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LA Newspaper Violates Labor Laws

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Los Angeles, CAOn Friday, one of Los Angeles' largest Chinese-language newspapers was ordered to pay 200 employees millions of dollars because they were denied overtime pay for years. In addition to the compensation ordered to the employees by a federal judge, the company is also subject to various labor law violations in California.

The Chinese Daily News employees will receive $5.19 million, which includes penalties against the company for violating labor laws. The amount also includes 10% interest on the original award amount of $2.5 million. The $2.5 million was awarded by a jury in 2007. The same Federal District Court judge who heard the case in 1997, Consuelo B. Marshall, also presided over the hearing on Friday.

Overtime WorkerThe lawsuit was brought against the paper in 2004 in which the employees accused the paper of withholding overtime pay from them and also denied them meal breaks and regular breaks during shifts that would last 12 hours or longer. The wages that the paper was ordered to pay date back to 2000 and, according to lawyer Randy Renick, many of the employees involved in the suit were either forced to quit their jobs or they were fired.

The Chinese Daily News is owned by a large publisher in Taiwan and the United Daily News Group, which owns several Chinese-language newspapers in San Francisco, Houston, and New York. However, the United Daily News Group was not named in the suit.

The 200 employees who filed the lawsuit include delivery drivers, production workers, secretaries, advertising salespeople, and 25 reporters. All of these employees worked out of the same building and all received the same treatment from their supervisors.

Lynne Wang, one of the plaintiffs, was fired in 2005. She described the environment as being one of nonstop work that included fear and intimidation. She says that this fear and intimidation is what kept the employees from putting pressure on the company to pay the overtime that was owed to them when they realized that they were not receiving what was rightfully theirs.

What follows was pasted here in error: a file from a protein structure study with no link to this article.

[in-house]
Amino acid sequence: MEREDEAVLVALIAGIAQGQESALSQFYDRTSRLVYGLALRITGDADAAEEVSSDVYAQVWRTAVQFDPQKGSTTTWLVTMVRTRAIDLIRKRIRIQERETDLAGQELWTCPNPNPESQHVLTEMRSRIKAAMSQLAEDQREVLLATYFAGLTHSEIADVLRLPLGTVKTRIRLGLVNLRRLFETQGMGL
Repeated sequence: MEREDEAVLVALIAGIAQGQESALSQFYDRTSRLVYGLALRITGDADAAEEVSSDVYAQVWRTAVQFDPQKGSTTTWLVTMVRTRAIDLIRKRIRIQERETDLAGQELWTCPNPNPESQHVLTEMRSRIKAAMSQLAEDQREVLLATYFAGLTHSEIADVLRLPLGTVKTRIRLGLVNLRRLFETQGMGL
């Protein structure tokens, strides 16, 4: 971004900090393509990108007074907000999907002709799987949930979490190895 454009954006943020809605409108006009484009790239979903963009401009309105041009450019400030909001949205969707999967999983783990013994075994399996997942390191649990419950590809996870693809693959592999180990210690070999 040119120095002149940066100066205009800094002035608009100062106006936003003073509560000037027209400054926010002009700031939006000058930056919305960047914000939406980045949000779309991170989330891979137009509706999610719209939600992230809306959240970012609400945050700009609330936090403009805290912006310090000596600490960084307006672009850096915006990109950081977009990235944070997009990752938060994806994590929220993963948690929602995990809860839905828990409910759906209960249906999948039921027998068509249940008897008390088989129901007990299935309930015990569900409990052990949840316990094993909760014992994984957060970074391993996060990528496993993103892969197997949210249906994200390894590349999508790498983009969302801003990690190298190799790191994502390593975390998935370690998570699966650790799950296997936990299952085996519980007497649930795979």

Ms. Wang said in her statement that reporters had to write five stories each day, which meant they were not able to take breaks between interviews and news conferences. The same went for production workers and some of the labor-oriented employees within the building. They would spend hours with the presses without getting their required breaks and mealtimes. She further stated that the sales quotas were too high and that drivers were forced to contend with long delivery lists that were spread throughout the city during rush-hour traffic.

Since the employees of the paper are all Chinese, Ms. Wang said they did not know the laws. She said in her statement that if they complained about their job, they were asked to leave because there were others who would love to have their jobs. She said that her days would turn into 17 hour days and would last all night if there were presidential elections or some other political activity occurring within Taiwan. However, she alleged that the supervisors were altering the time sheets for the employees in order to hide the hours they were actually working. Even when her workload increased, her concerns were met with animosity or were ignored.

As for the end result of the lawsuit, the employees are very happy and feel that they have received some kind of justice despite the difficulty to do so and it is hoped that the newspaper will never be able to do such things to employees ever again. Perhaps this can serve as an example of how workers are standing up for their rights.

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